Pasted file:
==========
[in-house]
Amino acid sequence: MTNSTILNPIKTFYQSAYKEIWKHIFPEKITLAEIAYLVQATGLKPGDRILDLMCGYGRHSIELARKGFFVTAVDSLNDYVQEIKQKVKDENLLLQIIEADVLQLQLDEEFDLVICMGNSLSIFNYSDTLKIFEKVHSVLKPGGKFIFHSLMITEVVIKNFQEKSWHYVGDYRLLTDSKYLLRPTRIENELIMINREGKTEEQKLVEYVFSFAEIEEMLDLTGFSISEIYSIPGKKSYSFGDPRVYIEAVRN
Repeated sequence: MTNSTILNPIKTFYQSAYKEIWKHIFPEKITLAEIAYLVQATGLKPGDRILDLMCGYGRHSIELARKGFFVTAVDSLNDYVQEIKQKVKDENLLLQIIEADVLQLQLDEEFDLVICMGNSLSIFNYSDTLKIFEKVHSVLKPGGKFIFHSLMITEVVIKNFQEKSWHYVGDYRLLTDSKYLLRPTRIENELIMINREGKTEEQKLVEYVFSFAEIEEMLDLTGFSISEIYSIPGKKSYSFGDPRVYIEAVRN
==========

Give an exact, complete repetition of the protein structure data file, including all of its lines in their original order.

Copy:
[in-house]
Amino acid sequence: MTNSTILNPIKTFYQSAYKEIWKHIFPEKITLAEIAYLVQATGLKPGDRILDLMCGYGRHSIELARKGFFVTAVDSLNDYVQEIKQKVKDENLLLQIIEADVLQLQLDEEFDLVICMGNSLSIFNYSDTLKIFEKVHSVLKPGGKFIFHSLMITEVVIKNFQEKSWHYVGDYRLLTDSKYLLRPTRIENELIMINREGKTEEQKLVEYVFSFAEIEEMLDLTGFSISEIYSIPGKKSYSFGDPRVYIEAVRN
Repeated sequence: MTNSTILNPIKTFYQSAYKEIWKHIFPEKITLAEIAYLVQATGLKPGDRILDLMCGYGRHSIELARKGFFVTAVDSLNDYVQEIKQKVKDENLLLQIIEADVLQLQLDEEFDLVICMGNSLSIFNYSDTLKIFEKVHSVLKPGGKFIFHSLMITEVVIKNFQEKSWHYVGDYRLLTDSKYLLRPTRIENELIMINREGKTEEQKLVEYVFSFAEIEEMLDLTGFSISEIYSIPGKKSYSFGDPRVYIEAVRN